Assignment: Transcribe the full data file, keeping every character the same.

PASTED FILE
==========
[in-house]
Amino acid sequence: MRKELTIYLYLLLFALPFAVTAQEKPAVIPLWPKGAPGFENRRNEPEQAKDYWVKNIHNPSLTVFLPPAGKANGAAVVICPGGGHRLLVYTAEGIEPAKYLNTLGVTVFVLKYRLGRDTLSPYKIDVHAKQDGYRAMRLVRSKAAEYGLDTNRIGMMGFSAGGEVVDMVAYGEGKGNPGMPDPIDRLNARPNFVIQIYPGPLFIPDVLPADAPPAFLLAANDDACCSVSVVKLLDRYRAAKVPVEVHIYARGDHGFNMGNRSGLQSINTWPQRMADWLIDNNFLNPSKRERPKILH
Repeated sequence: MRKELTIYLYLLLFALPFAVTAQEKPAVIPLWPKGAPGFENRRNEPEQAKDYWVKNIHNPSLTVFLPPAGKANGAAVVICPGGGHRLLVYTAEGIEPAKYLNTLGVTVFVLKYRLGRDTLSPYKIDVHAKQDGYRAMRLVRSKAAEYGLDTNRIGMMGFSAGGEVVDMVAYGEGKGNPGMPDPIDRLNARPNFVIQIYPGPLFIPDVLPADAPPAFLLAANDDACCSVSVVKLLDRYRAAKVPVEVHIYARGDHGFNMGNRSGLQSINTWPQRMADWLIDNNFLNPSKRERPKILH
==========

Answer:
[in-house]
Amino acid sequence: MRKELTIYLYLLLFALPFAVTAQEKPAVIPLWPKGAPGFENRRNEPEQAKDYWVKNIHNPSLTVFLPPAGKANGAAVVICPGGGHRLLVYTAEGIEPAKYLNTLGVTVFVLKYRLGRDTLSPYKIDVHAKQDGYRAMRLVRSKAAEYGLDTNRIGMMGFSAGGEVVDMVAYGEGKGNPGMPDPIDRLNARPNFVIQIYPGPLFIPDVLPADAPPAFLLAANDDACCSVSVVKLLDRYRAAKVPVEVHIYARGDHGFNMGNRSGLQSINTWPQRMADWLIDNNFLNPSKRERPKILH
Repeated sequence: MRKELTIYLYLLLFALPFAVTAQEKPAVIPLWPKGAPGFENRRNEPEQAKDYWVKNIHNPSLTVFLPPAGKANGAAVVICPGGGHRLLVYTAEGIEPAKYLNTLGVTVFVLKYRLGRDTLSPYKIDVHAKQDGYRAMRLVRSKAAEYGLDTNRIGMMGFSAGGEVVDMVAYGEGKGNPGMPDPIDRLNARPNFVIQIYPGPLFIPDVLPADAPPAFLLAANDDACCSVSVVKLLDRYRAAKVPVEVHIYARGDHGFNMGNRSGLQSINTWPQRMADWLIDNNFLNPSKRERPKILH